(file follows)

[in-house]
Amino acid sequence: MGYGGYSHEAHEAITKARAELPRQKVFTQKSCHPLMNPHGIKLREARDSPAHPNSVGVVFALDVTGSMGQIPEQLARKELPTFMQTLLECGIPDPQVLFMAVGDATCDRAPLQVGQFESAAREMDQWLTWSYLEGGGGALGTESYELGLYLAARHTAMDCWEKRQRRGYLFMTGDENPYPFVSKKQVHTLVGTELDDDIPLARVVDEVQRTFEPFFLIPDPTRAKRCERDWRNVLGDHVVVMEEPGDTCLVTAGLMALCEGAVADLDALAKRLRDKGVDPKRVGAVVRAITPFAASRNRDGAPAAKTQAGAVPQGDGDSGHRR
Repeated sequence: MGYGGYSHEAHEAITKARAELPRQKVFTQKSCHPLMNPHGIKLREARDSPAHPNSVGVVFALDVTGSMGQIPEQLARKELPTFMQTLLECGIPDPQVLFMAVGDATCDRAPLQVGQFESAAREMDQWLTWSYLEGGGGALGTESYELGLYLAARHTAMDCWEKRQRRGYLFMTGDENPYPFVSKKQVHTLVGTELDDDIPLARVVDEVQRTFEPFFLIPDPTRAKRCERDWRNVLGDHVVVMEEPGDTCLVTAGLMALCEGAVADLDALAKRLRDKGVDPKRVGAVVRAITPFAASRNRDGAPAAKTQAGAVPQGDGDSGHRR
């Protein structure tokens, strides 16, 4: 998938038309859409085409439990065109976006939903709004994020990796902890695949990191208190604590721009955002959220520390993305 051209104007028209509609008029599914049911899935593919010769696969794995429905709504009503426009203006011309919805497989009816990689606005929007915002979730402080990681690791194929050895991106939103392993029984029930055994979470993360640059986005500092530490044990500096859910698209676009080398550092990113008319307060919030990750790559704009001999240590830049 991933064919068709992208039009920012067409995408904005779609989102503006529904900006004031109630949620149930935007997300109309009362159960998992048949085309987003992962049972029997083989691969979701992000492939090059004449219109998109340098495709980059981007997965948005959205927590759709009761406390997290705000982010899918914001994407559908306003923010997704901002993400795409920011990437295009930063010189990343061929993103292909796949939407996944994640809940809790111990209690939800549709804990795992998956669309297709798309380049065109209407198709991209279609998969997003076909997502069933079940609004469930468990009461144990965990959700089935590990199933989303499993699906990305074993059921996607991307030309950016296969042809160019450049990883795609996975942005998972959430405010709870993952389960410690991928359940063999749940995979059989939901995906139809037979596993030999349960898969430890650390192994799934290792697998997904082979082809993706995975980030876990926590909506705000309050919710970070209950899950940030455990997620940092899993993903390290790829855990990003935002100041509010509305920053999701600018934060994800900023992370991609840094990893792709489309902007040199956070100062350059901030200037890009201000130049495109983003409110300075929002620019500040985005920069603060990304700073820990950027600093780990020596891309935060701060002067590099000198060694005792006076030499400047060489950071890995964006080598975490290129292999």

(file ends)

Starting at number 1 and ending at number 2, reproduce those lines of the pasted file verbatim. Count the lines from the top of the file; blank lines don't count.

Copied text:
[in-house]
Amino acid sequence: MGYGGYSHEAHEAITKARAELPRQKVFTQKSCHPLMNPHGIKLREARDSPAHPNSVGVVFALDVTGSMGQIPEQLARKELPTFMQTLLECGIPDPQVLFMAVGDATCDRAPLQVGQFESAAREMDQWLTWSYLEGGGGALGTESYELGLYLAARHTAMDCWEKRQRRGYLFMTGDENPYPFVSKKQVHTLVGTELDDDIPLARVVDEVQRTFEPFFLIPDPTRAKRCERDWRNVLGDHVVVMEEPGDTCLVTAGLMALCEGAVADLDALAKRLRDKGVDPKRVGAVVRAITPFAASRNRDGAPAAKTQAGAVPQGDGDSGHRR